Our winning film, Isabelle Tollenaere’s magnificent “Battles”, also opens with a philosophical quote: “When the combat ceases, that which is does not disappear, but the world turns away.” It won’t be revealed, until the final credits, that the quoted philosopher is Martin Heidegger; this quote never works as an argument of authority but rather as a synthesis of what will happen, with no discursive mediation to explain the way shots are used in Battles.

Dividing her film in four chapters, “A Bomb,” “A Soldier,” “A Tank” and “A Bunker,” this young Belgian director — as she suggested during a Q&A session — managed, using that conceptual structure, to raise an “army of ghosts” and her idea is to study their concrete anatomy. There is a pervading intuition that war never ends, even when it has finished: war as material ruins scattered throughout the landscape, war as a naturalized and globalized fuzzy culture.

Each chapter takes place in a specific territory: scattered bunkers in Albania that have become corrals for cows; in Latvia, a group of civilians who decide to enroll in a military training camp for a few days; and meanwhile, in Belgium, the national army is busy collecting and detonating bombs still scattered throughout their territory. The film finds its apotheosis in its final section, when Tollenaere is busy observing the activities on a small Russian farm where inflatable war tanks, airplanes, and trucks are made; these sequences are juxtaposed with images of a national celebration where we can catch glimpses of a country fascinated by military aesthetics, a true warlike culture that is perhaps a sign of identity that goes well beyond the duration and end of the Soviet era.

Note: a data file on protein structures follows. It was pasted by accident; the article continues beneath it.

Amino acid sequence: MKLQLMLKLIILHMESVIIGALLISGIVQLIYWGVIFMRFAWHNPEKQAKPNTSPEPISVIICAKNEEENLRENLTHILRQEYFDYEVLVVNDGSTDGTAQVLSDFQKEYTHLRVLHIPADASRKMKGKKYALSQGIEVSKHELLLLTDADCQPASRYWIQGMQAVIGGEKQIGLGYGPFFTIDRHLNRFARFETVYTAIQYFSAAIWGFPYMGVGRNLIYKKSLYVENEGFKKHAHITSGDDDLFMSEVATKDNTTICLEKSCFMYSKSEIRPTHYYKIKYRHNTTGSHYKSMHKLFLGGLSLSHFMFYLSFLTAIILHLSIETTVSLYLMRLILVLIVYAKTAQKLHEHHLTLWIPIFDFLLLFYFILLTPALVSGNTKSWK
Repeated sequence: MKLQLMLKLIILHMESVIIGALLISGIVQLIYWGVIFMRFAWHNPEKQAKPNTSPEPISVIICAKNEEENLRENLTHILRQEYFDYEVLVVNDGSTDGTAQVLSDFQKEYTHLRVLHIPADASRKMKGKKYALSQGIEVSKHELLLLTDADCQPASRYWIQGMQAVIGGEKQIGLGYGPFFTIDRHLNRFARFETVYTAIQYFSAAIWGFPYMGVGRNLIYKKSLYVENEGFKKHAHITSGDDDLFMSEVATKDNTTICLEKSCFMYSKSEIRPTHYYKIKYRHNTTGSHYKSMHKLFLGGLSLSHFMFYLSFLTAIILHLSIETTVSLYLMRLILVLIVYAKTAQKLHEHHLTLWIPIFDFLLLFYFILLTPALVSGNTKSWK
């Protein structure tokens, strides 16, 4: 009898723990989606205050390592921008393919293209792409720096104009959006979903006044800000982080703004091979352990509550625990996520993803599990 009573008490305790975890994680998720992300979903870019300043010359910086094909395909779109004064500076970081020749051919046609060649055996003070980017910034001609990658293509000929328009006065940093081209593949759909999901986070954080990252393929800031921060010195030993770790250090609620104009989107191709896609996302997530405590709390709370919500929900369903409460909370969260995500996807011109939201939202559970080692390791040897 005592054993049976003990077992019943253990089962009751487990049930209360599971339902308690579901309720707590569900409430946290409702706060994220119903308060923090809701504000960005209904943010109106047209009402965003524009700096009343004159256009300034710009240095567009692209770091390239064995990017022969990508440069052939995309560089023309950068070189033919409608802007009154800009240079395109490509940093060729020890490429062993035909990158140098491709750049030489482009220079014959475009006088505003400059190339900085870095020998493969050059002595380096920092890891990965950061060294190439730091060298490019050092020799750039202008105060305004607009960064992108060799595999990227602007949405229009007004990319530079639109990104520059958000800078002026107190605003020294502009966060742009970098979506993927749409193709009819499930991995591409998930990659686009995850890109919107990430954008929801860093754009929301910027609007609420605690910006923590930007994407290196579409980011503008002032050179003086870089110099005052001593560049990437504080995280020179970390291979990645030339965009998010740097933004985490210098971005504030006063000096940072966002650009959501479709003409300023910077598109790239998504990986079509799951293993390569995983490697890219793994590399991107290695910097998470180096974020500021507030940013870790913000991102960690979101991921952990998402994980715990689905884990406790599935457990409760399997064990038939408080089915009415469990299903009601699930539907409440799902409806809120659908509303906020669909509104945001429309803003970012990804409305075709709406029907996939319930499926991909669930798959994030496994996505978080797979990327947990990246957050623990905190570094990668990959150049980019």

The truly extraordinary thing here is that Tollenaere is able to make this warlike imaginary visible without using talking heads or texts to explain the images. The elegance of each sequence and the evident precision with which each shot is placed and combined are signs of a laborious shooting and editing process. The airplanes flying through the sky might fly backwards; a wide shot of clouds moving and transforming can be interrupted by the sudden apparition of a troop of skydivers; in the middle of the forest, a tanked-shaped balloon can irrupt perversely to tarnish the serenity of that environment and a snail can rest, gently, on top of an almost-archeological bomb. Tollenaere has a gift for an unclassifiable modality of suspense not without its dose of comedy. How to film war? In this essay, Tollenaere offers a lucid way to do it without turning snipers into heroes, or showing commandos laying entire villages to waste in faraway countries.  

Roger Koza
(Edited by Tara Judah)